Anesthesia in Congenital Myotonic Dystrophy Case Report

Total intravenous anesthesia in a 10-month-old patient with congenital myotonic dystrophy undergoing endoscopic third ventriculostomy -A case report-

Abstract

Myotonic dystrophy is a rare genetic disorder characterized by muscle atrophy and weakness. Surgical treatment of this condition poses various problems for the anesthesiologist. We describe the anesthetic management of a 10-month-old infant with congenital myotonic dystrophy, who was scheduled for endoscopic third ventriculostomy under general anesthesia. Anesthesia was induced with thiopental sodium, fentanyl, and vecuronium, and thereafter maintained via continuous infusion of propofol and remifentanil. The train-of-four ratio was monitored throughout the operation, and muscle relaxation was reversed with pyridostigmine and glycopyrrolate at the end of the procedure. We show that total intravenous anesthesia using propofol and remifentanil is a satisfactory anesthetic technique in very young patients with congenital myotonic dystrophy.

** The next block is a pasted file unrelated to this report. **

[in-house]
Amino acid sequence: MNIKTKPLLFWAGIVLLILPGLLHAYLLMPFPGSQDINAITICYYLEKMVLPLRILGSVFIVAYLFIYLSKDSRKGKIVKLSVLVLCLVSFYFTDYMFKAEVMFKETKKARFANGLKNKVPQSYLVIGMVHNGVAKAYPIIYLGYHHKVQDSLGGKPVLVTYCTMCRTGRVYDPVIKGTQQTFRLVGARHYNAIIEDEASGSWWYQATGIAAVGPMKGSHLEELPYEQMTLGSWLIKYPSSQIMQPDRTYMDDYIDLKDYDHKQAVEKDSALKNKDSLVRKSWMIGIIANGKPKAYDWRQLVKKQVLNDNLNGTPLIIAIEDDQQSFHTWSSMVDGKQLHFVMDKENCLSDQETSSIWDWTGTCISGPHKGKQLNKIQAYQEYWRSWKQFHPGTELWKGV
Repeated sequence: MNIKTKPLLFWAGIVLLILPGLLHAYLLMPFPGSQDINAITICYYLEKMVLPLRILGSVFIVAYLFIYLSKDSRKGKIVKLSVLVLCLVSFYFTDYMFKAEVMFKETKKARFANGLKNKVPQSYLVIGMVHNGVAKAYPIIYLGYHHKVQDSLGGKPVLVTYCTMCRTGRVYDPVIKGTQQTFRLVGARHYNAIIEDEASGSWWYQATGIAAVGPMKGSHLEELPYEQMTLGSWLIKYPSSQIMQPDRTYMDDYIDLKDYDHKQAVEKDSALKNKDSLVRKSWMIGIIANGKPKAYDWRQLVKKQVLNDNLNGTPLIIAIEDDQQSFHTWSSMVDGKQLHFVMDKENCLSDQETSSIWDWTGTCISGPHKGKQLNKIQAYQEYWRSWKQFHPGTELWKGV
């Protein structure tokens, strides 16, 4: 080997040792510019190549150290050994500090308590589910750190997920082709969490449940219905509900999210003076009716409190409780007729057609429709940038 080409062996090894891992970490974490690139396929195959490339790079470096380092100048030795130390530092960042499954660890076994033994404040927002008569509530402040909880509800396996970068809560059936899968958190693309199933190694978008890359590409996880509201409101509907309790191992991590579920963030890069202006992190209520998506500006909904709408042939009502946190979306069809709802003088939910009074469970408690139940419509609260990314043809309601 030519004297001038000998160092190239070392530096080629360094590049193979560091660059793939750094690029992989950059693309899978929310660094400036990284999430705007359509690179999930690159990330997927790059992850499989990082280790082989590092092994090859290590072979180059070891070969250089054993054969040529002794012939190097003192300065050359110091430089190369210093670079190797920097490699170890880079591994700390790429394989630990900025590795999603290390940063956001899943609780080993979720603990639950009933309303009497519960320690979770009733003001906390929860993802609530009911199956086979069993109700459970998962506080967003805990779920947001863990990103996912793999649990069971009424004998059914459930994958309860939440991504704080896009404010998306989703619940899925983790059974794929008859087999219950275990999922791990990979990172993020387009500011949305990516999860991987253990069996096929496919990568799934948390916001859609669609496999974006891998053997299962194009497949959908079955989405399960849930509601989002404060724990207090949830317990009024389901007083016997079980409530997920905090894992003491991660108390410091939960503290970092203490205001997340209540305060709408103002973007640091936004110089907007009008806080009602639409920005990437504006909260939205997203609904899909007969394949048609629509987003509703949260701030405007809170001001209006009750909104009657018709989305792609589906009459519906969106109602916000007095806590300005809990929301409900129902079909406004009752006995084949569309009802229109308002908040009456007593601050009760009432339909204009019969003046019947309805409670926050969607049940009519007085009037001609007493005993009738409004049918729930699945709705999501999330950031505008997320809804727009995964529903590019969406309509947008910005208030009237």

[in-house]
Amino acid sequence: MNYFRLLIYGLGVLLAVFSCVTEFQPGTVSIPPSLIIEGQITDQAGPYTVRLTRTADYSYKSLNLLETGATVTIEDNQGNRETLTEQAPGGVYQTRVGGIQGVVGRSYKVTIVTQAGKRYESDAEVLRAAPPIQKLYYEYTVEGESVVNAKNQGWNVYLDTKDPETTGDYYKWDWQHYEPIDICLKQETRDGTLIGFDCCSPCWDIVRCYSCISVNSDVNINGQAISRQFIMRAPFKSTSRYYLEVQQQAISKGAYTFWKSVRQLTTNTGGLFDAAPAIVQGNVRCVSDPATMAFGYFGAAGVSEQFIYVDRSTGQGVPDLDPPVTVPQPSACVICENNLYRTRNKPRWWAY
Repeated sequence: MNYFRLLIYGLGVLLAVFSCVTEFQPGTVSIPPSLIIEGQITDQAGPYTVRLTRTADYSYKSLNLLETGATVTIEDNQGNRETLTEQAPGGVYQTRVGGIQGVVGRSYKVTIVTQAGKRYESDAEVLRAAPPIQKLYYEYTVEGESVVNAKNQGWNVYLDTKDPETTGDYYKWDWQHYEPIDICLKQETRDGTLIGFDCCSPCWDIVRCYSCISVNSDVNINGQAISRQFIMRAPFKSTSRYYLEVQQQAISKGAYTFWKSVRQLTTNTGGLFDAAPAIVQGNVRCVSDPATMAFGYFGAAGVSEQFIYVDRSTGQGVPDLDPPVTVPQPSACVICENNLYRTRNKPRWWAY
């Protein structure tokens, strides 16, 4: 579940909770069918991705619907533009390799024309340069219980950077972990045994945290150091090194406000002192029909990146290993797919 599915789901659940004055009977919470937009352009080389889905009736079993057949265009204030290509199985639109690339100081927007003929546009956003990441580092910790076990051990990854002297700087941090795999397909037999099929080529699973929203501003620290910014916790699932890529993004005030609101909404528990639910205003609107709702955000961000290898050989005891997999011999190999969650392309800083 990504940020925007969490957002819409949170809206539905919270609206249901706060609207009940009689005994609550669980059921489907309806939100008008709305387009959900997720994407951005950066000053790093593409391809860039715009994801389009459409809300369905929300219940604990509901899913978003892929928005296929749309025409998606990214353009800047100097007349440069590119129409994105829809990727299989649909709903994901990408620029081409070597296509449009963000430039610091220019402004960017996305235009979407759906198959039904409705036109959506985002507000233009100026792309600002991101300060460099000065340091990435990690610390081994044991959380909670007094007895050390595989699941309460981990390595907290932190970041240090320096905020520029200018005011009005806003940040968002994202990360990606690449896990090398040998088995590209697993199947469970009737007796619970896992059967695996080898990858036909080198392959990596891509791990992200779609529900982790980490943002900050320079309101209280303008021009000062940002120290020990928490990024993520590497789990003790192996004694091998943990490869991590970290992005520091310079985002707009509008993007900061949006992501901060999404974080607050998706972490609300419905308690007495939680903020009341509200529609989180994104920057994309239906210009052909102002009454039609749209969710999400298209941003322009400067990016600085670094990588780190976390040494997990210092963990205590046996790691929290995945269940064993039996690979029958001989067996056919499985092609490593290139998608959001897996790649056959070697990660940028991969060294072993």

Continue reading

Print Friendly